In his view, a fairer system would be one in which commercial operations, that are unrelated to the organisation’s charitable activities, make tax-deductible donations to charitable causes “after the companies have decided how much to retain for their continuing commercial activities while paying their fair share of income tax on its net retained earnings as their contribution towards the greater common good".

Ngāi Tahu Charitable Trust operates Ngāi Tahu Holdings and all of its subsidiaries. It is the primary organisation for the principal iwi of the South Island.

Its stated purpose “is to grow the asset base and to create revenues to allow for increasing levels of distribution for charitable purposes to our whānau and communities on an intergenerational basis”. Causes supported span health and social services, education, te reo Māori and cultural initiatives.

Its commercial operations include tourism, quarrying, property investment and biotechnology – all of which are registered charities and helped bring in $525m of revenue in 2020/21. 

It is nearly entirely tax-free. The trust does pay Australian income tax for its seafood company over the Tasman. 

Te Rūnanga o Ngāi Tahu kaiwhakahaere, Lisa Tumahai, denied the charity gained a comparative advantage when it came to commercial operations. While being a charity means its charitable group is not liable to pay income tax, this advantage is offset by an obligation to make charitable distributions. Non-charities do not have this obligation.
The opportunity to become charitable is open to every commercial operation in Aotearoa provided the operation is willing to accept the consequences. The key consequence of being a charity is all profits from the operation must be used for charitable purposes and not for personal benefit of individuals. Ngāi Tahu has accepted this outcome and it is open to all commercial operations.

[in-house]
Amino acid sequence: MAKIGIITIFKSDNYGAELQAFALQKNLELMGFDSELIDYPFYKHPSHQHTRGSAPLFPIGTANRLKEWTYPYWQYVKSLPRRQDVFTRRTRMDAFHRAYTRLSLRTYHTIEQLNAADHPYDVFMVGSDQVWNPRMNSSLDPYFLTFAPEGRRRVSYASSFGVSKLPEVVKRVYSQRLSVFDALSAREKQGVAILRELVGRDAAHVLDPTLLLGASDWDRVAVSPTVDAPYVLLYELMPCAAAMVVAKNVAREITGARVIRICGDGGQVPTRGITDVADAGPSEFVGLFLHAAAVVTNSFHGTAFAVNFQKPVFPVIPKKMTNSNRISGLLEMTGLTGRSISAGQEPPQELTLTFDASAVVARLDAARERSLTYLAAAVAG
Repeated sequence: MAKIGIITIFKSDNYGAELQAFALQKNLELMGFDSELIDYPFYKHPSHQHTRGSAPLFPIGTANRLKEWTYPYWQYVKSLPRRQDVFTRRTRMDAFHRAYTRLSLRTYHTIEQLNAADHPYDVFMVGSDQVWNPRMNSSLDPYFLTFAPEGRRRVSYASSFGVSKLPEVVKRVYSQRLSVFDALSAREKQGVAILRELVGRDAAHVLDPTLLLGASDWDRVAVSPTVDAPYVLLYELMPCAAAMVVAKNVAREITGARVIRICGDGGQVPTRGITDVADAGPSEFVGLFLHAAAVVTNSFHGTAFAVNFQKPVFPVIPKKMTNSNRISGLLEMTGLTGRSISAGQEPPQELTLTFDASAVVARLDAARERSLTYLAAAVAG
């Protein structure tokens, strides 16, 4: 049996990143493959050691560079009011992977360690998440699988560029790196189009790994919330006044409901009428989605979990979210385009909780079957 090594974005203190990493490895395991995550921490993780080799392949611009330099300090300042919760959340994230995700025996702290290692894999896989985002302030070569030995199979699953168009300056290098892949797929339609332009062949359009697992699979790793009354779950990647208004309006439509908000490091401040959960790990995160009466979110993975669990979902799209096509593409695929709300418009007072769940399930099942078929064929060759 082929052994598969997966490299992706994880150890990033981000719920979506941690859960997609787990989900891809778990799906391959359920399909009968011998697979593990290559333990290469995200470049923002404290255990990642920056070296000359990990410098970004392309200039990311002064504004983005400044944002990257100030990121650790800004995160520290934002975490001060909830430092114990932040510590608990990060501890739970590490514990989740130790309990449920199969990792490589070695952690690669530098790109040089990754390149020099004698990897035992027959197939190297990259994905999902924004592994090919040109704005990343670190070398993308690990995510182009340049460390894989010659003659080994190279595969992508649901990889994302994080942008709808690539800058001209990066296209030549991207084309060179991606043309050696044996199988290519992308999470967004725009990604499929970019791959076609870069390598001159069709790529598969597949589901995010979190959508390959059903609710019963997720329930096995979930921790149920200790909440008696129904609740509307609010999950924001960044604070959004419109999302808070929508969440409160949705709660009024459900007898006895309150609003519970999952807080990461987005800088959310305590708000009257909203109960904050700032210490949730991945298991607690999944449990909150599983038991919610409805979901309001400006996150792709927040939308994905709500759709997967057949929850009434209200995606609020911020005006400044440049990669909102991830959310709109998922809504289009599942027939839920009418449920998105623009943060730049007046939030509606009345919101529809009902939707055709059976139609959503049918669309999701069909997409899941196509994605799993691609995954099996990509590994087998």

“Our commercial businesses also provide employment in their local communities and help rebuild a Ngāi Tahu presence within our takiwā,” she told BusinessDesk. 

Last year Ngāi Tahu saw its best ever net profit of $240m which it attributed to selling GoBus, rising property and carbon credit values and “reducing corporate overheads by $16m”.

Despite record profits, its annual charitable distribution fell by more than a fifth to $55.9m – 23% of net profit or 3.3% of net assets. Over the charity’s existence, it has distributed $519m since 1999.

Gousmett said: “[Ngāi Tahu’s] charitable purpose is essentially support of iwi, so where is the connection between a commercial ride on a Shotover jet boat paid for by tourists and support of iwi? Prior to buying that company it was a taxpaying entity then overnight – because Ngai Tahu as 100% shareholder pays no tax, ditto for the jetboat company.”

On this topic, Tumahai believes the connection is clear. “The purpose of all our commercial activities, including our tourism operators, is to provide charitable distributions which create better outcomes for our whānau, now and in the future. This is in line with our tribal whakataukī – Mo tātou, ā, mō kā uri ā muri ake nei – for us and our children after us.

“Distributions paid to the Ngāi Tahu Charitable Trust help fund initiatives that improve social outcomes for whānau, which will, in turn, be beneficial for everybody in the community."